Santander is owned by Spanish financial giant Banco Santander and in recent years has struggled to meet US regulatory standards.
Last month, the Office of the Comptroller of the Currency downgraded the bank’s rating in community lending. The bank has also failed a portion of the Federal Reserve’s stress test three years in a row.
Under the settlement with Healey’s office, more than 2,000 Massachusetts consumers will share $16 million in relief.
Besides the payments to borrowers, Massachusetts will get an additional $6 million from Santander to settle the allegations, according to Healey.
For Andy Wilkinson, 29, of Freetown, the settlement will likely help offset the payments he has to make for a Chevy Impala he bought in 2011 to drive to North Carolina for Army medic training.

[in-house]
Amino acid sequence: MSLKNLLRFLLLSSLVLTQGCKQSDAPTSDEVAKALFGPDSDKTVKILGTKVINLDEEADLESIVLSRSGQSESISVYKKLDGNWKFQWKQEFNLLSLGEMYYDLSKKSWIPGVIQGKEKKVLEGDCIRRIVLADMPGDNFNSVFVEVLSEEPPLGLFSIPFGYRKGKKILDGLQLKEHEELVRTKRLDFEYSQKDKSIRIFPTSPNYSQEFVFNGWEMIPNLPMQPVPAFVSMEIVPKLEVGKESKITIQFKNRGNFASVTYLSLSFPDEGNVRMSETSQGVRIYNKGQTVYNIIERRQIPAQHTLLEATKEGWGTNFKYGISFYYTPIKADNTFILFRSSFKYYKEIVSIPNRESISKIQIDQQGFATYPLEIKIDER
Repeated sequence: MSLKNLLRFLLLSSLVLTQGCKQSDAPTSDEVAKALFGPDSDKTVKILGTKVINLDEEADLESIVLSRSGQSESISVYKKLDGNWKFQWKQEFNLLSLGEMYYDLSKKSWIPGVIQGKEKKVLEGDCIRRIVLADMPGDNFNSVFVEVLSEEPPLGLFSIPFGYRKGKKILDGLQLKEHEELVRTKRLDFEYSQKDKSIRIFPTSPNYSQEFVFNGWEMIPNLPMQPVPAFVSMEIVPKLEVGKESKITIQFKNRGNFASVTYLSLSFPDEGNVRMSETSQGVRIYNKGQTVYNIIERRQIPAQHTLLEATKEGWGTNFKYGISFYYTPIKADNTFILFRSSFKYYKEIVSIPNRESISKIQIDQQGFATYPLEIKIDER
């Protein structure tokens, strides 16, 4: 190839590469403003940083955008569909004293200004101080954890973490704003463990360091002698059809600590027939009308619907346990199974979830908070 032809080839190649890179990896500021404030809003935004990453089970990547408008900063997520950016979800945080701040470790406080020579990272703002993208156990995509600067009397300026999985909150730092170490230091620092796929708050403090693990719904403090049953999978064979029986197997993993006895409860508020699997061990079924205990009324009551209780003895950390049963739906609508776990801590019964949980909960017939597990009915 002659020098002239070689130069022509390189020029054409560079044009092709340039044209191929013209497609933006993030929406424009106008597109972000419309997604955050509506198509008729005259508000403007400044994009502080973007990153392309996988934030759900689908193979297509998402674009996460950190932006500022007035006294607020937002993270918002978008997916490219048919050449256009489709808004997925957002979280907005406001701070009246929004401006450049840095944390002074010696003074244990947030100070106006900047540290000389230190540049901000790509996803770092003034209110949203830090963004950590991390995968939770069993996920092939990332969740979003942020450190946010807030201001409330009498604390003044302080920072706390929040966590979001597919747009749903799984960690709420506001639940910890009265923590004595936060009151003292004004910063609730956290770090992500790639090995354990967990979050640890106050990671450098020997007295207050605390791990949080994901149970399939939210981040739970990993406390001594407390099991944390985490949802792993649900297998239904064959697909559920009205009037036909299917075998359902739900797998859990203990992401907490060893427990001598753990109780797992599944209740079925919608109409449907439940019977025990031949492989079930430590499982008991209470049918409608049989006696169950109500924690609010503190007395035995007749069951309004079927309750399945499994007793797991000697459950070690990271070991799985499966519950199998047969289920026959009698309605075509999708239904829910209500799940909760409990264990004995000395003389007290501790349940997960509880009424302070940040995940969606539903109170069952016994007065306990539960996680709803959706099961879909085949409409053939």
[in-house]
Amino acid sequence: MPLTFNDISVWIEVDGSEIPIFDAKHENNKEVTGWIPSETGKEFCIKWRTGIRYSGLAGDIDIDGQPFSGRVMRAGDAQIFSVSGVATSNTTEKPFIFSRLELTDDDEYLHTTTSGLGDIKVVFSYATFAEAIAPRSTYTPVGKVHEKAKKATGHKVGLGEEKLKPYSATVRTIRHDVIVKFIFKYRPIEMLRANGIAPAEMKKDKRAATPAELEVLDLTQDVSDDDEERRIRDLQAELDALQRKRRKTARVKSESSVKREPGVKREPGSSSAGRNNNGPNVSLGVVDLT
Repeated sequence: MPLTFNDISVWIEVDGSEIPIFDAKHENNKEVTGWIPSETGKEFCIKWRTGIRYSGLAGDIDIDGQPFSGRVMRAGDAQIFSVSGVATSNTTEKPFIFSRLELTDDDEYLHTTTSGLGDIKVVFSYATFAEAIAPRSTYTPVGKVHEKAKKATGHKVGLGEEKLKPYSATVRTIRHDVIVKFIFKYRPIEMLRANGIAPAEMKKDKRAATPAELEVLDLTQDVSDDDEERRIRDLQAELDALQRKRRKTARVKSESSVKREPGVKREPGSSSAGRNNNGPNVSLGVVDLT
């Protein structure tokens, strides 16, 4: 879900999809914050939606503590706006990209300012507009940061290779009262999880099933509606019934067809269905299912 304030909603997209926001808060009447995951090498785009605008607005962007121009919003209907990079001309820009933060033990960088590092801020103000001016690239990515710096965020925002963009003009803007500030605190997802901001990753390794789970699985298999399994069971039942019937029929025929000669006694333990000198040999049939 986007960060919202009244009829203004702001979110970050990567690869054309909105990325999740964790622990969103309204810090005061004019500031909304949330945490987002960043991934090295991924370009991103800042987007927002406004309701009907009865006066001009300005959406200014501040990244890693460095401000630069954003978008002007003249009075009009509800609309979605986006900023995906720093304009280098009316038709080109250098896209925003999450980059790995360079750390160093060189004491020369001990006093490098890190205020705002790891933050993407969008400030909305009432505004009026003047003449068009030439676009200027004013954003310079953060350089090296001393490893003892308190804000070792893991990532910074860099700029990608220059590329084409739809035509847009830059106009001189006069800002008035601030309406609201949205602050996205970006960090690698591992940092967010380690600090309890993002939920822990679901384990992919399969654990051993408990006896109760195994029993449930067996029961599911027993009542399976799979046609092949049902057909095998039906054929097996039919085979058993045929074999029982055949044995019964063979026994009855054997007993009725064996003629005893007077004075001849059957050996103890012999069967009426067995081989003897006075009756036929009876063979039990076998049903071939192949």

But the deal still feels unsatisfying, he said.
Wilkinson said that after he returned from Iraq he had to get knee surgery and asked Santander for a deferment on his car loan, since he would be out of work for a few months. Santander never told him that his request had been denied and when he wanted to restart payments, he discovered that his loan had been sent to a collection agency and his credit was ruined.
It has taken him years to repair his credit. The car he bought no longer works, but he still pays nearly $300 a month on the loan.
“I think Santander got lucky to only have to pay $26 million,” Wilkinson said. “Every time I pull into my driveway, it’s a solid red reminder of the worst decision of my life.”